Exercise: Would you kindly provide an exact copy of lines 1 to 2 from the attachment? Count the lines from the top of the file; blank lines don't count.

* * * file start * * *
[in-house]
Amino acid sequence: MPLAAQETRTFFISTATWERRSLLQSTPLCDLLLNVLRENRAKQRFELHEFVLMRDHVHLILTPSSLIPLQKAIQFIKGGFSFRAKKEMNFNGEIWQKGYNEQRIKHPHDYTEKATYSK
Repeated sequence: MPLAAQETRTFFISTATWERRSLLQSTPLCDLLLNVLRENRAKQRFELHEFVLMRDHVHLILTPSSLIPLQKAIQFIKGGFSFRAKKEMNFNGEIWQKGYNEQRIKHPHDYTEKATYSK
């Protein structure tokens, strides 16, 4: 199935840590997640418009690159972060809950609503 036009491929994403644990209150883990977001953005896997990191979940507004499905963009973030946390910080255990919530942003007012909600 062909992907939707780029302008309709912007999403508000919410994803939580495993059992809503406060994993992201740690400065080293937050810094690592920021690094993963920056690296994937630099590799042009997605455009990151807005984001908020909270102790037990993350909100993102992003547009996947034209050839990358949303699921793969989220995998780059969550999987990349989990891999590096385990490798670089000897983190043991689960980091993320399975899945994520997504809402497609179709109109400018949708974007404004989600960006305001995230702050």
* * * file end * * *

[in-house]
Amino acid sequence: MPLAAQETRTFFISTATWERRSLLQSTPLCDLLLNVLRENRAKQRFELHEFVLMRDHVHLILTPSSLIPLQKAIQFIKGGFSFRAKKEMNFNGEIWQKGYNEQRIKHPHDYTEKATYSK